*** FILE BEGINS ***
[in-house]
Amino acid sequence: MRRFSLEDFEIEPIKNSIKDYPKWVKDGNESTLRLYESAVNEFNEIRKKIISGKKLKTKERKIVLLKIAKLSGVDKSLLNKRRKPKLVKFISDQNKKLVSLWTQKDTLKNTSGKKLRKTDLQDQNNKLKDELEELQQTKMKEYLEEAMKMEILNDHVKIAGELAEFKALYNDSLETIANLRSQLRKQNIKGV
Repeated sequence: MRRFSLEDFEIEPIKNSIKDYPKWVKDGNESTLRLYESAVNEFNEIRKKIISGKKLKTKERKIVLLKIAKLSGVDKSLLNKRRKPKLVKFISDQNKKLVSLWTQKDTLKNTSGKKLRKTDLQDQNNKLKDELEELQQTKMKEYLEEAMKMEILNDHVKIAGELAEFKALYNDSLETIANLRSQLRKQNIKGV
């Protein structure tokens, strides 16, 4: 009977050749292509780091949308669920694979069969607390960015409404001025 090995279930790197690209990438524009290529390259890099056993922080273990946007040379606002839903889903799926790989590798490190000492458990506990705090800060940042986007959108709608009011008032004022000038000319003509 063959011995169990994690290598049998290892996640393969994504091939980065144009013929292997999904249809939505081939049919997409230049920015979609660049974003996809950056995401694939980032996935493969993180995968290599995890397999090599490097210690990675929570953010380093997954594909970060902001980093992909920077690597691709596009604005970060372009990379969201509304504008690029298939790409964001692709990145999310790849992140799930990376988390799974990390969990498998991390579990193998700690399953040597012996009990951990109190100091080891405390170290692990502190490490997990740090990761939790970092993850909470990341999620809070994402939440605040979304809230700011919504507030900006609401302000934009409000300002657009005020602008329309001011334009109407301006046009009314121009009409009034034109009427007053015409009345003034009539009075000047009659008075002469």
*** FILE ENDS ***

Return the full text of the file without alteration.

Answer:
[in-house]
Amino acid sequence: MRRFSLEDFEIEPIKNSIKDYPKWVKDGNESTLRLYESAVNEFNEIRKKIISGKKLKTKERKIVLLKIAKLSGVDKSLLNKRRKPKLVKFISDQNKKLVSLWTQKDTLKNTSGKKLRKTDLQDQNNKLKDELEELQQTKMKEYLEEAMKMEILNDHVKIAGELAEFKALYNDSLETIANLRSQLRKQNIKGV
Repeated sequence: MRRFSLEDFEIEPIKNSIKDYPKWVKDGNESTLRLYESAVNEFNEIRKKIISGKKLKTKERKIVLLKIAKLSGVDKSLLNKRRKPKLVKFISDQNKKLVSLWTQKDTLKNTSGKKLRKTDLQDQNNKLKDELEELQQTKMKEYLEEAMKMEILNDHVKIAGELAEFKALYNDSLETIANLRSQLRKQNIKGV
């Protein structure tokens, strides 16, 4: 009977050749292509780091949308669920694979069969607390960015409404001025 090995279930790197690209990438524009290529390259890099056993922080273990946007040379606002839903889903799926790989590798490190000492458990506990705090800060940042986007959108709608009011008032004022000038000319003509 063959011995169990994690290598049998290892996640393969994504091939980065144009013929292997999904249809939505081939049919997409230049920015979609660049974003996809950056995401694939980032996935493969993180995968290599995890397999090599490097210690990675929570953010380093997954594909970060902001980093992909920077690597691709596009604005970060372009990379969201509304504008690029298939790409964001692709990145999310790849992140799930990376988390799974990390969990498998991390579990193998700690399953040597012996009990951990109190100091080891405390170290692990502190490490997990740090990761939790970092993850909470990341999620809070994402939440605040979304809230700011919504507030900006609401302000934009409000300002657009005020602008329309001011334009109407301006046009009314121009009409009034034109009427007053015409009345003034009539009075000047009659008075002469």